Jun 222017
 

RT Book Review: Malfi’s latest is a brilliantly weird, haunting blend of folklore, murder-mystery, and gothic terror that draws readers into an unsettling world filled with the kind of detail and insight that evoke early Stephen King. There is plenty of material here to prey on the most basic of human terrors, beneath the fear and the eeriness is an understated but no less effective story about the hollowing effect of loss on those left behind. The result is an elegant, twisted, gripping slow-burn of a novel that burrows under the skin and nestles deep.

Jun 152017
 

photo of author Ada PalmerHugo and John W. Campbell Award Finalist and Compton Crook Award Winner Ada Palmer’s TOO LIKE THE LIGHTNING, plus three sequels in her Terra Ignota quartet, about the collapse of a utopian society set 500 years in the future and narrated by the world’s most notorious criminal, to Nicolas Cheetham at Head of Zeus, by Harry Illingworth at DHH Literary on behalf of Cameron McClure.

May 302017
 

photo of author Emily WinslowUK rights to Emily Winslow’s LOOK FOR HER (previously titled STILL LIFE), her fourth Keene and Frohmann mystery novel set in Cambridge, a tightly wound story of psychological suspense about three woman whose lives collide when new evidence on a 40-year-old cold case comes to light, to Susie Dunlop at Allison and Busby for publication in fall 2017, by Cameron McClure.

May 252017
 

Locus: What Bennett [has] delivered here is something along the lines of Neal Stephenson’s REAMDE: a brainy political thriller with non-mimetic trappings, an unnatural engine at its heart.

May 242017
 

B&N SFF Blog: The sheer amount of work packed into in these books is staggering; in the two earlier novels, Bennet balanced frankly huge amounts of worldbuilding with intensely deep character studies, interrogated political, social, and economic effects between national powers on a global and divine scale, and puzzled together plots both micro and macro with what seems like relative ease. His novels are never anything less than perfectly oiled machines, moving between layers and levels of narrative with elegance and precision. Impossibly, the sheer weight on these books has increased with each new installment—and I’m not talking about page count. They just keep getting better as they go: their politics murkier, their plots more labyrinthine and compelling. This is epic fantasy on a whole new level.

May 172017
 

Congratulations to the DMLA authors whose work was named a finalist for a 2017 Locus Award!

FANTASY NOVEL
City of Blades, Robert Jackson Bennett (Broadway)

HORROR NOVEL
The Family Plot, Cherie Priest (Tor)

FIRST NOVEL
Ninefox Gambit, Yoon Ha Lee (Solaris US; Solaris UK)

NOVELLA
Hammers on Bone, Cassandra Khaw (Tor.com Publishing)

NOVELETTE
“Foxfire, Foxfire,” Yoon Ha Lee (Beneath Ceaseless Skies 3/03/16)

SHORT STORY
“Our Talons Can Crush Galaxies,” Brooke Bolander (Uncanny 11-12/16)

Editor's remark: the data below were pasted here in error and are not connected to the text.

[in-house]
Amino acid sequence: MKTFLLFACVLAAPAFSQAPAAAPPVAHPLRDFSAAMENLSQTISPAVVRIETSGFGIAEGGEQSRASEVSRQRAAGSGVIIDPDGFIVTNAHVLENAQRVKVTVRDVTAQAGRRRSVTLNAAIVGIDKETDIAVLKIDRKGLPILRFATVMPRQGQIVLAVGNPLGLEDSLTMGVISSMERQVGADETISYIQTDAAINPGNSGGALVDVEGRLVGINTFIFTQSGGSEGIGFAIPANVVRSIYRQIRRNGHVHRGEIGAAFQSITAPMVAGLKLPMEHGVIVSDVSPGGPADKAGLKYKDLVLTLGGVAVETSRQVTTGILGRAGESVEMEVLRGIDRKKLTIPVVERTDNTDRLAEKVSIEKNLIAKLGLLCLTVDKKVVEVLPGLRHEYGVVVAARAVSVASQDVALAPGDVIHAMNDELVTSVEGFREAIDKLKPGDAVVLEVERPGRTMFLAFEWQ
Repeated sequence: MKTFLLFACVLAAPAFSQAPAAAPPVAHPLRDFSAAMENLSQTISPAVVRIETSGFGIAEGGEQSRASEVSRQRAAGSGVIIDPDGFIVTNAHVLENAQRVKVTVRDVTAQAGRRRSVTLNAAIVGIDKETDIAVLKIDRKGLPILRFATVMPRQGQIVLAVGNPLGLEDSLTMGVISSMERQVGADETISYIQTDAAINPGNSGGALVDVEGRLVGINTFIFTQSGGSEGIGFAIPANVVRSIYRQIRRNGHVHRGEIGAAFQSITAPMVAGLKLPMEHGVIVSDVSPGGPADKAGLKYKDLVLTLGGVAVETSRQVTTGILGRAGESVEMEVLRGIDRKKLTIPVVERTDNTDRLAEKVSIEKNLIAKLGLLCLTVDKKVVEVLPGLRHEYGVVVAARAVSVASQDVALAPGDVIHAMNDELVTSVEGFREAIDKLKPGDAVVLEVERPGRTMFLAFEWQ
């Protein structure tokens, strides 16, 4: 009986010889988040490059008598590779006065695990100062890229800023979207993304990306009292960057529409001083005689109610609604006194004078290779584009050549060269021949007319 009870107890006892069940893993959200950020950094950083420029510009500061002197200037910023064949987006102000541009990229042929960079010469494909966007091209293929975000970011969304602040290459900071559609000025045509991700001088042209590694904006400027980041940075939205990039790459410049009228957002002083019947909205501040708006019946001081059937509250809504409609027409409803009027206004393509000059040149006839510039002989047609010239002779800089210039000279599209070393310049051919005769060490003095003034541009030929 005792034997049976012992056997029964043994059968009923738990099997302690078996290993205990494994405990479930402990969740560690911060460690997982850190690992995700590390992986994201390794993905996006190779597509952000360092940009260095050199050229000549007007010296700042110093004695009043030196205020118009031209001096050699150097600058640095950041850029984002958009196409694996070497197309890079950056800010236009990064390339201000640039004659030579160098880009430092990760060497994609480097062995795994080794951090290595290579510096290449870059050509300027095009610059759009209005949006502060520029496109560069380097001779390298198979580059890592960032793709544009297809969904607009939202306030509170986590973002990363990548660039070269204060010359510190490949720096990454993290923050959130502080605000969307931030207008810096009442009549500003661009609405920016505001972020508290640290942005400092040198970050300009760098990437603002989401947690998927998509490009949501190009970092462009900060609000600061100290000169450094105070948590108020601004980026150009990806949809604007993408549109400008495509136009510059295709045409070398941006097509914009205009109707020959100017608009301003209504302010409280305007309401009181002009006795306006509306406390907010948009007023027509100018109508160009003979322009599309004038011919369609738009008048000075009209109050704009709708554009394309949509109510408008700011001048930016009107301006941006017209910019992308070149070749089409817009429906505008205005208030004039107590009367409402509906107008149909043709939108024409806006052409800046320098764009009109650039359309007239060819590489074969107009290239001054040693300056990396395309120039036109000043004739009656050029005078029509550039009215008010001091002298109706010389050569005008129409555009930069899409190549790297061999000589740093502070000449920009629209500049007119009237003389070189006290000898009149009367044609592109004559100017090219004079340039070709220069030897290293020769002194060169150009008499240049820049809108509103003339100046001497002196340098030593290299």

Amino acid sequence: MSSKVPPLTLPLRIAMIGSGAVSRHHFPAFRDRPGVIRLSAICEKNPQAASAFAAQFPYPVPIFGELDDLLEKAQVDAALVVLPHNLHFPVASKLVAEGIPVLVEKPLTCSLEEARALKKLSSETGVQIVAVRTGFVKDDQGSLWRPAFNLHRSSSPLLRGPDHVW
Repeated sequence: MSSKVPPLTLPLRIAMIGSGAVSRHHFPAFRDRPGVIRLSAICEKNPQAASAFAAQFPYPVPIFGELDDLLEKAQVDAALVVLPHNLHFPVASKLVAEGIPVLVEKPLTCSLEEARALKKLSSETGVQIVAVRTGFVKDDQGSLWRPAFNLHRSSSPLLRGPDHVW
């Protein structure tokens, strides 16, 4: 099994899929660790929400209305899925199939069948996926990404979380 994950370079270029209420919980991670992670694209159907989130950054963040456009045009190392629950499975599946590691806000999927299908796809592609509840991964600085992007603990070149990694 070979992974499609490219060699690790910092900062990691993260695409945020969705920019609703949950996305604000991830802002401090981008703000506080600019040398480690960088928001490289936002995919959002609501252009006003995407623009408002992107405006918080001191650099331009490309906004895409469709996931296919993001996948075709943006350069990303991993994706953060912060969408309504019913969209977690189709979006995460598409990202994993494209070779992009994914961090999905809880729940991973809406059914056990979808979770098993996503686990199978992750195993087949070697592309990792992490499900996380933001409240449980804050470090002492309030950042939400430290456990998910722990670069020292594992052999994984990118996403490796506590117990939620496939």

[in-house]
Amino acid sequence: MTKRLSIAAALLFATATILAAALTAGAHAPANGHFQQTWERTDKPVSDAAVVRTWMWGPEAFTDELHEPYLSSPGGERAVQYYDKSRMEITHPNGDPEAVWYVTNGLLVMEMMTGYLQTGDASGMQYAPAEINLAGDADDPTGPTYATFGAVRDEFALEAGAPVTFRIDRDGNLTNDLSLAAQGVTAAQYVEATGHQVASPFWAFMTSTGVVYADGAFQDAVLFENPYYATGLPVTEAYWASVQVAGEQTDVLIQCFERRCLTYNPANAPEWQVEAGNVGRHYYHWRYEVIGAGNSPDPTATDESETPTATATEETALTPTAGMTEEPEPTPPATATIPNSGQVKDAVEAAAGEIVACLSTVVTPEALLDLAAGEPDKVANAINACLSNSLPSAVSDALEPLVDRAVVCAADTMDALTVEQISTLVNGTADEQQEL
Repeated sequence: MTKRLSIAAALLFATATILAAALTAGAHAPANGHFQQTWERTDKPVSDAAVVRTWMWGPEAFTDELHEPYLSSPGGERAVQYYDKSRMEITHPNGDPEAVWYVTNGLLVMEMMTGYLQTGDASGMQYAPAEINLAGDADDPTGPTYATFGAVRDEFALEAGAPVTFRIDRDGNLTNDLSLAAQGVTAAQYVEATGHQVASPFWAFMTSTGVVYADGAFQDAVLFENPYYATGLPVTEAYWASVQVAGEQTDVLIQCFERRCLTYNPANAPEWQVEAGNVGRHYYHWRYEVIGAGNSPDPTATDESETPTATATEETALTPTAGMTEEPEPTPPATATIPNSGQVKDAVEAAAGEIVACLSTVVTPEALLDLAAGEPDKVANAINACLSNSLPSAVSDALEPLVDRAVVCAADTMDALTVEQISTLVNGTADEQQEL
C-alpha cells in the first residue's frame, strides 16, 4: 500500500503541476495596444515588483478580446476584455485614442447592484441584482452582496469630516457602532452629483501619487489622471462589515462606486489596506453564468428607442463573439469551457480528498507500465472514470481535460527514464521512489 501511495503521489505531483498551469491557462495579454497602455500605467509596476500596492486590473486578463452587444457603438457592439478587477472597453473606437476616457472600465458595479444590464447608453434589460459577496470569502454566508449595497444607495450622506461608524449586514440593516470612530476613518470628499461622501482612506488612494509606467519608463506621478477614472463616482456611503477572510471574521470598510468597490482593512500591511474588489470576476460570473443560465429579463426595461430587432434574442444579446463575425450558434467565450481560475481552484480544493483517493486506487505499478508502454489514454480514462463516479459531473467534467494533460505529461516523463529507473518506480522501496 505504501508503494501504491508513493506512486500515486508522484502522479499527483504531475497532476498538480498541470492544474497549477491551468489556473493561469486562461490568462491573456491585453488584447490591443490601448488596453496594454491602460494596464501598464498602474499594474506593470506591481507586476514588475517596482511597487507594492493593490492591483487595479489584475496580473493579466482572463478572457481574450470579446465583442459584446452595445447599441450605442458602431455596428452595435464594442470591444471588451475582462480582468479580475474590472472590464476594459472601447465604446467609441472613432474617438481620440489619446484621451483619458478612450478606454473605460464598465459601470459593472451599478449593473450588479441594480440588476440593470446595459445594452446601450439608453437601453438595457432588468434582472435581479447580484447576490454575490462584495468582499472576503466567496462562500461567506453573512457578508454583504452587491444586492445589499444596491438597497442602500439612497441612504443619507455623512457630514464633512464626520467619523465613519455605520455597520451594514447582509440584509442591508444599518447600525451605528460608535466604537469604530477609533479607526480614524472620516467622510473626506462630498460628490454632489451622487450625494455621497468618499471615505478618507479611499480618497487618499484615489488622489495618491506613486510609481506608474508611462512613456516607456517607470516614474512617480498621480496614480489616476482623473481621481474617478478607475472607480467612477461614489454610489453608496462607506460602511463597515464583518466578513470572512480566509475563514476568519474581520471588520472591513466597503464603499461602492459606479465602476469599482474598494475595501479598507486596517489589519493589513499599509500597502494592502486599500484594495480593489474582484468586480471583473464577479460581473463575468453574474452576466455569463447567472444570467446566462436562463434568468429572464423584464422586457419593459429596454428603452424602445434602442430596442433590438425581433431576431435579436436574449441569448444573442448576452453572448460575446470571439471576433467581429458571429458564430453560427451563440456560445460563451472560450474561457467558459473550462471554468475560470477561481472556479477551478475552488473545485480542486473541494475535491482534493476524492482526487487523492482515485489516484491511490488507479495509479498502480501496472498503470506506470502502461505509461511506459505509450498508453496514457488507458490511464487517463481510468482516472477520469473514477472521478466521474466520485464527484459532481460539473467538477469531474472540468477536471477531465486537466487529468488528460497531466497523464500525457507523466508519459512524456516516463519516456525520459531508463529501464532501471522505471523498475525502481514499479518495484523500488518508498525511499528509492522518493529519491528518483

“Afrofuturist 419,” Nnedi Okorafor (Clarkesworld 11/16)

May 102017
 

NPR: [Bennett’s] universe is one of brilliant juxtaposition . . . a place where a god, a gun, a telephone and a plow horse can all exist comfortably on the same page, in the same sentence. It is this world that has driven the action in this trilogy, the push and pull of spies and generals and gods and bureaucrats all dancing because the intrinsic entropy of Bennett’s universe demands it.

Read the entire NPR review here!

May 092017
 

Cover for Too Like the Lightning by Ada Palmer. A flying car in the foreground heads towards a glittering city on a massive cliffside, the orange and pink sunset glowing in the background.Congratulations to Ada Palmer on winning the 2017 Compton Crook Award for Too Like The Lightning!

Mycroft Canner is a convict. For his crimes he is required, as is the custom of the 25th century, to wander the world being as useful as he can to all he meets. Carlyle Foster is a sensayer–a spiritual counselor in a world that has outlawed the public practice of religion, but which also knows that the inner lives of humans cannot be wished away.

And in this world, Mycroft and Carlyle have stumbled on the wild card that may destabilize the system: the boy Bridger, who can effortlessly make his wishes come true. Who can, it would seem, bring inanimate objects to life…

May 042017
 

Congratulations to Robert Jackson Bennett and Martha Wells on City of Miracles and All Systems Red being May picks for Amazon’s Best Science Fiction and Fantasy Books of the Month list!

May 022017
 

Revenge. It’s something Sigrud je Harkvaldsson is very, very good at. Maybe the only thing.

So when he learns that his oldest friend and ally, former Prime Minister Shara Komayd, has been assassinated, he knows exactly what to do—and that no mortal force can stop him from meting out the suffering Shara’s killers deserve.

Yet as Sigrud pursues his quarry with his customary terrifying efficiency, he begins to fear that this battle is an unwinnable one. Because discovering the truth behind Shara’s death will require him to take up arms in a secret, decades-long war, face down an angry young god, and unravel the last mysteries of Bulikov, the city of miracles itself. And—perhaps most daunting of all—finally face the truth about his own cursed existence.